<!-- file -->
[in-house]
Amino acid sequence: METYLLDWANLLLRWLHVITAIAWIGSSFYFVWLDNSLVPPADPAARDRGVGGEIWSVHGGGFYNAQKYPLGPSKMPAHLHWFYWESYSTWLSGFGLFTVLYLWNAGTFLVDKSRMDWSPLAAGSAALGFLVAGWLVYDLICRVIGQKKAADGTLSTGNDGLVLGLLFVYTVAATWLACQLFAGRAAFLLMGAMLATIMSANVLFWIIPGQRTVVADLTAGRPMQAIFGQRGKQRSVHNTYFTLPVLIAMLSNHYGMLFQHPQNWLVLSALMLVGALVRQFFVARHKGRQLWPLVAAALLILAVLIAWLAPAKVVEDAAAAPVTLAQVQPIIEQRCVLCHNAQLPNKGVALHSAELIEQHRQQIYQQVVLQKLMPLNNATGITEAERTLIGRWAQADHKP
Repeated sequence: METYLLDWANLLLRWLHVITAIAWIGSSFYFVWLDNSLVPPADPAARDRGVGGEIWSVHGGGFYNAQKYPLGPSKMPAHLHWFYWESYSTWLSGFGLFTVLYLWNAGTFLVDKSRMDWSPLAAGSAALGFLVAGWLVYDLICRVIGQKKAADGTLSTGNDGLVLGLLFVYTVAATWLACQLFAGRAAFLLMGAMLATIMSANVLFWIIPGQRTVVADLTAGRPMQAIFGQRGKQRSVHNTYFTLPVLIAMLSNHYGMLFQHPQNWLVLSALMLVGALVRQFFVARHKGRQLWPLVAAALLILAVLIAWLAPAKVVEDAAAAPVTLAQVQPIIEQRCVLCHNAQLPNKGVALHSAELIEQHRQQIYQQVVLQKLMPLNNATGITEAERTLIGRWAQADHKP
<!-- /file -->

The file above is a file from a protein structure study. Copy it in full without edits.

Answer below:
[in-house]
Amino acid sequence: METYLLDWANLLLRWLHVITAIAWIGSSFYFVWLDNSLVPPADPAARDRGVGGEIWSVHGGGFYNAQKYPLGPSKMPAHLHWFYWESYSTWLSGFGLFTVLYLWNAGTFLVDKSRMDWSPLAAGSAALGFLVAGWLVYDLICRVIGQKKAADGTLSTGNDGLVLGLLFVYTVAATWLACQLFAGRAAFLLMGAMLATIMSANVLFWIIPGQRTVVADLTAGRPMQAIFGQRGKQRSVHNTYFTLPVLIAMLSNHYGMLFQHPQNWLVLSALMLVGALVRQFFVARHKGRQLWPLVAAALLILAVLIAWLAPAKVVEDAAAAPVTLAQVQPIIEQRCVLCHNAQLPNKGVALHSAELIEQHRQQIYQQVVLQKLMPLNNATGITEAERTLIGRWAQADHKP
Repeated sequence: METYLLDWANLLLRWLHVITAIAWIGSSFYFVWLDNSLVPPADPAARDRGVGGEIWSVHGGGFYNAQKYPLGPSKMPAHLHWFYWESYSTWLSGFGLFTVLYLWNAGTFLVDKSRMDWSPLAAGSAALGFLVAGWLVYDLICRVIGQKKAADGTLSTGNDGLVLGLLFVYTVAATWLACQLFAGRAAFLLMGAMLATIMSANVLFWIIPGQRTVVADLTAGRPMQAIFGQRGKQRSVHNTYFTLPVLIAMLSNHYGMLFQHPQNWLVLSALMLVGALVRQFFVARHKGRQLWPLVAAALLILAVLIAWLAPAKVVEDAAAAPVTLAQVQPIIEQRCVLCHNAQLPNKGVALHSAELIEQHRQQIYQQVVLQKLMPLNNATGITEAERTLIGRWAQADHKP